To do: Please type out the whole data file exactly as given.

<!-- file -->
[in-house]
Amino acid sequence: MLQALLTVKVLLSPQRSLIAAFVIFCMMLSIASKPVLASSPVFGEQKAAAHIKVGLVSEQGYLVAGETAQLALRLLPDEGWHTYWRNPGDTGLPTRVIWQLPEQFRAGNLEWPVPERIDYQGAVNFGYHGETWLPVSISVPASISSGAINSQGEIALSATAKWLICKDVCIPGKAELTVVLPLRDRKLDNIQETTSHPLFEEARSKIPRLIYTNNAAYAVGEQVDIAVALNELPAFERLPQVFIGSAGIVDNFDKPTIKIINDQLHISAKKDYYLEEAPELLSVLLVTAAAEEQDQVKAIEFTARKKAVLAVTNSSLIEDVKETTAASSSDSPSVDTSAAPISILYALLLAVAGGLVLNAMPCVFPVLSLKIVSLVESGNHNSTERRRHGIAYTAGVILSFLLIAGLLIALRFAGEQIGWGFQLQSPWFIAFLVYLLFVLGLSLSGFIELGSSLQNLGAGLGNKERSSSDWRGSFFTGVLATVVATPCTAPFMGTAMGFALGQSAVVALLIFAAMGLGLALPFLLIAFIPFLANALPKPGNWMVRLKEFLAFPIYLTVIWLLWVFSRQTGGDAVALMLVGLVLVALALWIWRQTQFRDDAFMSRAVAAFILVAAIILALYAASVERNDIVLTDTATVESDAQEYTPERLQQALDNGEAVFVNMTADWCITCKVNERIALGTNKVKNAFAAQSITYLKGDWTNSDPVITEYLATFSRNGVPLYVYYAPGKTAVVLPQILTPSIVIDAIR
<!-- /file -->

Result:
[in-house]
Amino acid sequence: MLQALLTVKVLLSPQRSLIAAFVIFCMMLSIASKPVLASSPVFGEQKAAAHIKVGLVSEQGYLVAGETAQLALRLLPDEGWHTYWRNPGDTGLPTRVIWQLPEQFRAGNLEWPVPERIDYQGAVNFGYHGETWLPVSISVPASISSGAINSQGEIALSATAKWLICKDVCIPGKAELTVVLPLRDRKLDNIQETTSHPLFEEARSKIPRLIYTNNAAYAVGEQVDIAVALNELPAFERLPQVFIGSAGIVDNFDKPTIKIINDQLHISAKKDYYLEEAPELLSVLLVTAAAEEQDQVKAIEFTARKKAVLAVTNSSLIEDVKETTAASSSDSPSVDTSAAPISILYALLLAVAGGLVLNAMPCVFPVLSLKIVSLVESGNHNSTERRRHGIAYTAGVILSFLLIAGLLIALRFAGEQIGWGFQLQSPWFIAFLVYLLFVLGLSLSGFIELGSSLQNLGAGLGNKERSSSDWRGSFFTGVLATVVATPCTAPFMGTAMGFALGQSAVVALLIFAAMGLGLALPFLLIAFIPFLANALPKPGNWMVRLKEFLAFPIYLTVIWLLWVFSRQTGGDAVALMLVGLVLVALALWIWRQTQFRDDAFMSRAVAAFILVAAIILALYAASVERNDIVLTDTATVESDAQEYTPERLQQALDNGEAVFVNMTADWCITCKVNERIALGTNKVKNAFAAQSITYLKGDWTNSDPVITEYLATFSRNGVPLYVYYAPGKTAVVLPQILTPSIVIDAIR